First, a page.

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I need to store data in a manner similar to a dataset, i.e you should be able to access items/rows by number and then different fields of that item by field name.

What's keeping me up at night however is how much such a structure could be optimized from a memory/casting/performance point of view. Some might see this as a uneccessary micro-optimization but please bear with me, see it as an exercise :) (and no, its not homework)

  • I want to allocate as little memory per item as possible, that means optimally not even empty fields and as few instances as possible

  • I want to avoid casting as much as possible, preferably using generics

  • I want to be able to access fields in a nice, type-safe way, ie items[0].Field<int>("fieldname") or items[0].Field.Int("fieldname") (seems less elegant)

  • I need to be able to access items by index and it needs to be an IEnumerable

  • It needs to support concurrent reading/enumerating

if we start with this (simplified example) structure:

public class Items : IEnumerable<Item>

    private List<Item> items = new List<Item>();

    public Item this[int index]
            return this.items[index];

    public IEnumerator<Item> GetEnumerator()
        return this.items.GetEnumerator();


public class Item
    private Dictionary<string, object> fields = new Dictionary<string, object> (StringComparison.OrdinalIgnoreCase);

    public T Field<T>(string fieldName)
        return (T)this.fields[fieldName];

Can you:

a) Do something similarily with generics (or other way to avoid casting)? without storing additional fields, ie without storing one variable per type and field

b) Have the items class but eliminate the need for Item instances instead using a List directly in Items, and still be able to enumerate the class and access it's data using the Field method. I guess extensions methods somehow is the only way to go here.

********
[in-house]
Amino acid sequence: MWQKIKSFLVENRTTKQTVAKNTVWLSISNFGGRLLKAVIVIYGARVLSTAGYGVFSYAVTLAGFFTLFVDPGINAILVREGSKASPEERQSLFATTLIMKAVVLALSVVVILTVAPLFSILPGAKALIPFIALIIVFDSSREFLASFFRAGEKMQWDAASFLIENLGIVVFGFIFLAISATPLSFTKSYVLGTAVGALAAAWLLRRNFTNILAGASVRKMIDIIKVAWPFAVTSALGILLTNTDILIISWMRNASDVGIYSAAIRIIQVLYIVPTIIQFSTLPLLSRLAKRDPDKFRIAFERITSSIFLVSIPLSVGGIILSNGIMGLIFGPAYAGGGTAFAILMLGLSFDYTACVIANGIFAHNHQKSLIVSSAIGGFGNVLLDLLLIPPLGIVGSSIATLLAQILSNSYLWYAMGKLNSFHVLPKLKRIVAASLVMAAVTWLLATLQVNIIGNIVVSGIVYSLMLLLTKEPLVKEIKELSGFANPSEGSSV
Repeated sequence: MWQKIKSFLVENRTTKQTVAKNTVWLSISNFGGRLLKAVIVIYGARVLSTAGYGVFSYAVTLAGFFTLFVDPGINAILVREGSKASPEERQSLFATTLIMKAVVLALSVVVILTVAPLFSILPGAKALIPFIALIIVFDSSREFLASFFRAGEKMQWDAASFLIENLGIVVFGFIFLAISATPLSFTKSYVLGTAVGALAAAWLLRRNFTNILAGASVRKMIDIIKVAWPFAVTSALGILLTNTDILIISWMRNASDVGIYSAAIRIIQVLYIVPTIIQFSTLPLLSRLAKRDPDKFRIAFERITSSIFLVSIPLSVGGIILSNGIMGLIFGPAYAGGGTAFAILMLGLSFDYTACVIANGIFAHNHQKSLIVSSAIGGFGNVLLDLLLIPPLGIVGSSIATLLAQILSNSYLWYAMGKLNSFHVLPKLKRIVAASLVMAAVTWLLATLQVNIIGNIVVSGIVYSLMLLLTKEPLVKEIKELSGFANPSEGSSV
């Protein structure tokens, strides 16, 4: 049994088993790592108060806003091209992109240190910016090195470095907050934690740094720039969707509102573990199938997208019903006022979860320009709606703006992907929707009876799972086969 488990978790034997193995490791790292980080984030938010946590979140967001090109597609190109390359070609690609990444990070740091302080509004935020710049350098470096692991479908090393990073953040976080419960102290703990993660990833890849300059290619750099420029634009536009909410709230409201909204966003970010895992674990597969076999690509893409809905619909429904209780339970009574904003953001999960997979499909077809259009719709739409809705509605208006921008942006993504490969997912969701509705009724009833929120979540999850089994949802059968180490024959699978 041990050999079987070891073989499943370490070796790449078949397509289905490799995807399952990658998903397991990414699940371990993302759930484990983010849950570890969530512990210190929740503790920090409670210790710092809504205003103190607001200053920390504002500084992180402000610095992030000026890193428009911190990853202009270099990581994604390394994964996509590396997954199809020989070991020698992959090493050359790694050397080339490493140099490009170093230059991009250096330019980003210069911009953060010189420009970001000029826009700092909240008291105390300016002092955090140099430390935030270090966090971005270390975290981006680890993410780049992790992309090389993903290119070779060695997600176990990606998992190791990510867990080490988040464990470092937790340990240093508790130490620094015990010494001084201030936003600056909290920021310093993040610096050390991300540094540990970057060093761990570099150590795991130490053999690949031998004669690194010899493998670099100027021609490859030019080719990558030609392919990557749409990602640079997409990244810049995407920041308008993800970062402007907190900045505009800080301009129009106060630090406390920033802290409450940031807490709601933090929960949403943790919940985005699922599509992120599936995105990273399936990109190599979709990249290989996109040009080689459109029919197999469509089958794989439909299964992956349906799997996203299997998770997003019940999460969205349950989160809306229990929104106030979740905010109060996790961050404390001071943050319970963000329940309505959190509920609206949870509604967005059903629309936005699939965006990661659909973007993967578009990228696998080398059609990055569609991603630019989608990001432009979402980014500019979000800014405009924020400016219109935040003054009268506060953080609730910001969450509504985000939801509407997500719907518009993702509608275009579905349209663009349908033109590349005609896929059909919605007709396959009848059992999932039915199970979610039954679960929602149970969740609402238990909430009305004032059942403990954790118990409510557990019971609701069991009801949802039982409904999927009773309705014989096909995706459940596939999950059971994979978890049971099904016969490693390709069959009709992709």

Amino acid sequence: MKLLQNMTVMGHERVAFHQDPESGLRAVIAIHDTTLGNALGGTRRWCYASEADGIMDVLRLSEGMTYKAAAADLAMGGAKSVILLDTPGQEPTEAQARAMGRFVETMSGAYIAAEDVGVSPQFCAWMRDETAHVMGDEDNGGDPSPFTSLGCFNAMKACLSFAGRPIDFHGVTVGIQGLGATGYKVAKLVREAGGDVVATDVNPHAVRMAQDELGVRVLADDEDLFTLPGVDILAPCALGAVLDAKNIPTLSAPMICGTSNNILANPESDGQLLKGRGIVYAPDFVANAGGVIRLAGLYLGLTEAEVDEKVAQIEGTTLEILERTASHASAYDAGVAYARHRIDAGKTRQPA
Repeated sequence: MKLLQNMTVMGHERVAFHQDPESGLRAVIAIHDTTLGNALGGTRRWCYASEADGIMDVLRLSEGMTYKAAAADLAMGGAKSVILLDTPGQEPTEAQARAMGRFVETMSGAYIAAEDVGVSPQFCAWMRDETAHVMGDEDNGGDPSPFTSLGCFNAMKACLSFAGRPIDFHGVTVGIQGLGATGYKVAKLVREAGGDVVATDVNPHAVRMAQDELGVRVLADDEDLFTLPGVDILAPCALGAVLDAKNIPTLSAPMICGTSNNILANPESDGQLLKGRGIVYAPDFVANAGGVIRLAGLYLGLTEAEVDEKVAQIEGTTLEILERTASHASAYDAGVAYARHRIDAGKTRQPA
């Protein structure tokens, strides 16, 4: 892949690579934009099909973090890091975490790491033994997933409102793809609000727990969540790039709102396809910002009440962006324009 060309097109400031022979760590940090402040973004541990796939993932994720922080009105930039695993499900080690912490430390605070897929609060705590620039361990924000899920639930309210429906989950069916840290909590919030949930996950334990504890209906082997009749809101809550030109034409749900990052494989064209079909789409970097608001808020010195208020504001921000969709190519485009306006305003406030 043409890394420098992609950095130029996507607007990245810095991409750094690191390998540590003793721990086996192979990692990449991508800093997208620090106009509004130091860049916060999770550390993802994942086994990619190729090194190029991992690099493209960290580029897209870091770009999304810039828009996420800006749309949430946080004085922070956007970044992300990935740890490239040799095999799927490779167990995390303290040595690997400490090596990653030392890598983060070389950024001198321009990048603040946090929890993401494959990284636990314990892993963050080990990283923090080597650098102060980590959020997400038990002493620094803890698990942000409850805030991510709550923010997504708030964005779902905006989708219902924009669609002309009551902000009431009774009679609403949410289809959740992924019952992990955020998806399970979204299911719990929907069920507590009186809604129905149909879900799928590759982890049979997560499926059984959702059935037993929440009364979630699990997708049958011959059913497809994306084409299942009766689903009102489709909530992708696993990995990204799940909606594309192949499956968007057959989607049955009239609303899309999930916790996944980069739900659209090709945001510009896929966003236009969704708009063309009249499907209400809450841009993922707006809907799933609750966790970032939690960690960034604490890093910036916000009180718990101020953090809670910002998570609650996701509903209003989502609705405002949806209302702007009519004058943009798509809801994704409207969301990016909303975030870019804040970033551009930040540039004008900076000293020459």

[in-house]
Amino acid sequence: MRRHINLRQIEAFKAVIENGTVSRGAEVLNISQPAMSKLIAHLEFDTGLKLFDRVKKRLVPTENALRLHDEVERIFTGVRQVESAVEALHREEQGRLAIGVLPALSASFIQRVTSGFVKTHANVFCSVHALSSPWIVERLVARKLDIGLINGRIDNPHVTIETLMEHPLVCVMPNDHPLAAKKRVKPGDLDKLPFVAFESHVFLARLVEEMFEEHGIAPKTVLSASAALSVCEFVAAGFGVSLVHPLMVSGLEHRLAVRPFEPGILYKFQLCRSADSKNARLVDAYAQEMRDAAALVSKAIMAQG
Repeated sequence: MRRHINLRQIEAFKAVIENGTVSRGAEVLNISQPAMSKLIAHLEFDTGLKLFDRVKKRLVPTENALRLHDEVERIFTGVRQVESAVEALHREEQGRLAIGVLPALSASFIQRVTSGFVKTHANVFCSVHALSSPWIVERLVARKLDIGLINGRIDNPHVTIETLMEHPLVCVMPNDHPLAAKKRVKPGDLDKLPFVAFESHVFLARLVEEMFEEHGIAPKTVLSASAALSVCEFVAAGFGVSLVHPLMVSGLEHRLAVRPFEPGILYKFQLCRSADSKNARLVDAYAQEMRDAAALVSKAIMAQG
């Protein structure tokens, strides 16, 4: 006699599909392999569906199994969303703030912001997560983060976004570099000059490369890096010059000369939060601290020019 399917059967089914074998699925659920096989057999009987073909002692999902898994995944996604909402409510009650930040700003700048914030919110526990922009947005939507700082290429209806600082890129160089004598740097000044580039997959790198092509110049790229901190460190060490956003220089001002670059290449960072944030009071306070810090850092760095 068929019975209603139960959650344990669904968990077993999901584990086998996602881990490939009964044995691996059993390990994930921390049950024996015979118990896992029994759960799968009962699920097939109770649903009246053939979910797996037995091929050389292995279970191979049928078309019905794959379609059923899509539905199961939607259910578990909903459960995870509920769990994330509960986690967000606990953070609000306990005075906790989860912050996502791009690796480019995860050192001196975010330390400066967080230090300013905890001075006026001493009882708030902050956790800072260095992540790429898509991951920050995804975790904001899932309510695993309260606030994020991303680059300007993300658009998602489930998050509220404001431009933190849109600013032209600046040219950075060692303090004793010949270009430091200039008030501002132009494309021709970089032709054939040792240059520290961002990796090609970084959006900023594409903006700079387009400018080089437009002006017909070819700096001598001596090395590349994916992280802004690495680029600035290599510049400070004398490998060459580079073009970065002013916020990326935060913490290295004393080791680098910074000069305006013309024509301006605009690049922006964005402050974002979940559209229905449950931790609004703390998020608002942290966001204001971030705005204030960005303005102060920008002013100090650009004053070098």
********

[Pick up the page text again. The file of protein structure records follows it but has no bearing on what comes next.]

One idea was to have a yield enumerator with a flyweight to avoid Item instances but I soon realized the potential problems that would mean if accessing items in parallel through things like PLINQ (or am I mistaken)

c) use some completely different approach?

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do you have any performance wishes? read/write in O(1)/O(log n)/O(n)? –  Dave O. Feb 22 '11 at 2:24

1 Answer 1

Unless you create a separate class or member for each possible item-type that can be stored, I do not see how you are going to get around casting.

Certainly, having a member for each possible type is going to give you memory overhead as each item carries around weight with it (all the members that it is not a type of). Footprint-wise, you've got the right idea with a string/object dictionary and a generic method to cast the desired object to its real type.

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